By Matt Singer | Criticwire March 8, 2013 at 11:37AM
Sam Raimi's new movie, "Oz: The Great and Powerful," is a fairly faithful prequel to "The Wizard of Oz" and an insanely faithful kid-friendly remake of "Army of Darkness," the third installment of Raimi's ultra-gory "Evil Dead" franchise. If you're a rabid Raimi fan like me, you may find yourself shocked at the incredible degree to which this $200 million mainer-than-mainstream mega-blockbuster is indebted to a $13 million cult film for horror fiends, weirdos, and stoners.
Now it's entirely possible that some or maybe all of the similarities I'm about to list are coincidental and unintentional. It's also entirely possible that having seen "Army of Darkness" approximately 1,323,104,863 times in college, I've gotten to a point where I think all movies are kid-friendly remakes of it. Nonetheless, the connections are there, and as you're about to see, they're quite abundant.
If you're worried about spoilers, I would like to first point out that you're concerned about spoiling a twenty year old movie and the prequel to a seventy-three year old movie. Nonetheless, I will respect your concerns (now that I've mocked them) and hereby give you an official SPOILER WARNING.
And now, let's list...
22 Ways "Oz: The Great and Powerful" Is Essentially a PG-Rated Remake of "Army of Darkness"
1) Both movies contain evil witches.
2) Both movies feature beautiful women transformed into hideous hags by supernatural evil.
3) Both movies follow a hero who works a menial job -- box store clerk and circus magician, respectively -- but constantly boasts about his greatness.
4) Contrary to his haughty attitude, said hero is, in fact, a coward.
5) Said hero is plucked from his time by means of an interdimensional portal in the form of a magical, swirling vortex.
6) Said vortex snags the hero's preferred means of transportation -- 1973 Oldsmobile Delta 88 and hot air balloon, respectively -- along with him.
7) Said hero's arrival to this new land involves a fall from a great height.
8) Upon his arrival, said hero is declared to be the fulfillment of a prophecy which states a great man will fall from the sky and save the land from evil.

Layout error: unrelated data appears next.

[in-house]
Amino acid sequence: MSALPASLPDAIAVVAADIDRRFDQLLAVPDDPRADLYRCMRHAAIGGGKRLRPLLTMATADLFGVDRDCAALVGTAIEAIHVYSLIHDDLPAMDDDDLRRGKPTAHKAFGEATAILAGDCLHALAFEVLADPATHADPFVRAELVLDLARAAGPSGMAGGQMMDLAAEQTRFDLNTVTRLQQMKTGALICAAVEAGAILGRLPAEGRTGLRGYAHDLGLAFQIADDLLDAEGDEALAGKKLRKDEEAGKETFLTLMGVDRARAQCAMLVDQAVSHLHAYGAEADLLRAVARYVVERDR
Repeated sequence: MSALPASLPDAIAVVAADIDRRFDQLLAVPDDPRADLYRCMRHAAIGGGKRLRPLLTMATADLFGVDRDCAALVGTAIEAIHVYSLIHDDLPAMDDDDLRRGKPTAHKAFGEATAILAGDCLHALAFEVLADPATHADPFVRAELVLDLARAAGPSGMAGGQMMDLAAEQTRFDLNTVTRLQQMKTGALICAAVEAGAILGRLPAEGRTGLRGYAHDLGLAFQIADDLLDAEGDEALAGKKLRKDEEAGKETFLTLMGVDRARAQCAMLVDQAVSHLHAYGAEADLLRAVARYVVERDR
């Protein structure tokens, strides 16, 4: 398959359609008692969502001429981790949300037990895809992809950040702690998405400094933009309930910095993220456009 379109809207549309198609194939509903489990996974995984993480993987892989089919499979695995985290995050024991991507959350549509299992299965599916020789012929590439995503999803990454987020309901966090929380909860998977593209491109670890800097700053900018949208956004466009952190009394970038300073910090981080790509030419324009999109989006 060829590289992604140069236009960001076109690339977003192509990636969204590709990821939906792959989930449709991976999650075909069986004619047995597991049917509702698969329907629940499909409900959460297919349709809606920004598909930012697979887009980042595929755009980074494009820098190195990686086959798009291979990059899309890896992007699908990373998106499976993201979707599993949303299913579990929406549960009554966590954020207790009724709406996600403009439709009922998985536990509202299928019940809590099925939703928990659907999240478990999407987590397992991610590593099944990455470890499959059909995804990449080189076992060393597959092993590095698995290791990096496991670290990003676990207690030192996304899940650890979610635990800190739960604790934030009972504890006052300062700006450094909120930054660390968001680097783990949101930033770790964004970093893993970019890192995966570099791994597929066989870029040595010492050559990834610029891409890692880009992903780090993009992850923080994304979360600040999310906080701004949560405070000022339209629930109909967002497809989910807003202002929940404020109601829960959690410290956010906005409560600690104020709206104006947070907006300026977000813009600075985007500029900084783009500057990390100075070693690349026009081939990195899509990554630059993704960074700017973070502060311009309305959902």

9) Said hero goes along with those who believe in said prophecy for purely selfish reasons.
10) Said land is an agrarian society housed in a castle surrounded by a protective wall.
11) Said hero must go on a quest to retrieve an artifact -- a magic book and a magic wand, respectively -- that are the only objects that can defeat said evil.
12) Said artifact is found in a foggy graveyard.
13) Upon finding it, said hero botches his attempt to acquire said artifact.
14) Said evil breaches said protective wall with a demoralizing preliminary assault.
15) When faced with the full realization of the danger he faces, said hero attempts to run rather than stay and fight.
16) At his lowest point, said hero's faith is restored by a kind and beautiful woman who believes in him.
17) Said hero devises plan that involves the use of modern scientific technology.
18) Said hero teaches said agrarian society how to make gunpowder using a book he has brought with him from home.
19) Said hero makes inspiring speech, transforming his motley brigade into an effective fighting force.
20) Said hero leads his outnumbered soldiers in battle against an army of darkness.
21) Said hero triumphs over supernatural evil through the careful deployment of said modern scientific technology.
22) After winning the day, said hero is offered the opportunity to become said agrarian society's new ruler.
In "Oz: The Great and Powerful," Oz accepts the offer (in a way). In "Army of Darkness," Ash rejects the offer and returns to his own time, where he continues his fight against the Evil Dead as a clerk at S-Mart. Other than that, a couple of curse words, and some gruesome undead baddies, they're basically the exact same movie.
Did we miss any other "Oz" and "Army of Darkness" connections? Tell us about them in the comments section below.